Forgive me if this is asking something obvious but is it possible to see if all parts within an assembly are fully mated?
With an assembly of say 30 parts (which isn't really many), I sometimes come across a part that's not mated when I had expected it to be. This especially occurs if there has been some changes and part substitutions along the way.
Short of working through the model selecting and trying to drag parts out, what other method exists?
Look at the feature tree ahead of the name of the part, if there is (f) the part is fixed, If there is a (-) the part is not fully constrained(mated), (+) over constained, nothing ( ) the part is fully constained(mated)
One thing you can say about SW is that it is pretty good about giving feedback to the user.
Besides the convention just mentioned there are some other things to look for. --> means an in context reference. -->? means an out of context reference. -->* means a locked reference. -->x means a broken reference. In addition you want to peruse the mate tree for InPlace mates. These are associated with the above symbols most of the time and will remain even if the external references are removed. They serve to fix one part to the other temporarily while creating in context features. I prefer to use the in context method to locate features and then remove them and the In-Place mate and replace it with normal mates. Just a little more robust in the long run IMHO.
The feature tree contains a wealth of information if you know how to read it's language.
One technique I like is to FIX the first component in the assembly, and mate all others to that. But you HAVE to choose that first component well - it must be one that ain't gonna change, hopefully at the center of the assembly so you can take advatage of its planes if there is symmetry, etc, etc - the bottom line is it isn't always applicable, but it is an opportunity to look for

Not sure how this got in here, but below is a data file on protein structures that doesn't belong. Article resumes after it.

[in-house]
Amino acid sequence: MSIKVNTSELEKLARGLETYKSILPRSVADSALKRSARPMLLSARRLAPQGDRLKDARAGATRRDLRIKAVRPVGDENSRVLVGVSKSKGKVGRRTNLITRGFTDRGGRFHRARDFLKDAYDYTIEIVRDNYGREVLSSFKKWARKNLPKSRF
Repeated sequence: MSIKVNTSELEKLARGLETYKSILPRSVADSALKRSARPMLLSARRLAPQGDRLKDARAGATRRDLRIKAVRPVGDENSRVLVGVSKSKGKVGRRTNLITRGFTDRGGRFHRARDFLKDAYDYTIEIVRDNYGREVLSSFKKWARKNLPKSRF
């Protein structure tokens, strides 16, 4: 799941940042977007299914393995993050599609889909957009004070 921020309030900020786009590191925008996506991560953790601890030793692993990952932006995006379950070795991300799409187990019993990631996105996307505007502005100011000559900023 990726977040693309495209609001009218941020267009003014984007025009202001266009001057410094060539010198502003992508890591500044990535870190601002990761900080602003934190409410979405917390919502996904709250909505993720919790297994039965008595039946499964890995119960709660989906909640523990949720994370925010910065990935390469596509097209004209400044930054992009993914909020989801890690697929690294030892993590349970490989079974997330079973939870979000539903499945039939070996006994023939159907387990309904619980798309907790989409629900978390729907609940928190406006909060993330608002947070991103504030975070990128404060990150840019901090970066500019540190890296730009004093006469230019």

The advantage is that at any time you can FLOAT that component and move it around and see if all the other components move appropriatly with it. The under-constrained components will fall like a trail of bread crumbs. You cannot do this every time, but when the function of your product allows it, take advatantage of it.
(sidebar - this technique also has a parallel with sketches. I fix a point, fully define the sketch, unfix the point, then make that point coincident with the external thing that makes functional sense - ONLY when the entire process makes sense. Even the lowest grade firebrand can come up with an acception to this approach, and that is why you, as a smart person, only use it in those cases where it serves your design)
The minus-signs next to component names, mentioned by others, is another good tip, but it only goes so far - it is common practice NOT to rotationally constrain screws (they are concentric to the screw boss and coincident to the meat they meet with at the screw head, so why keep them from spinnning just to get a plus next to them?) Same goes with shafts in many situations. Hope this helps in your situation, Ed
I used to reorder the assembly feature tree so that my part numbers would be in nice sequential order. That turned out to be a mistake for the reasons you mentioned. Unfortunately the ability to easily read the BOM and the feature tree had to take a back seat to getting SW to work efficiently. And it is interesting that feature tree order can have a big effect on performance. Much more so than you would have ever thought.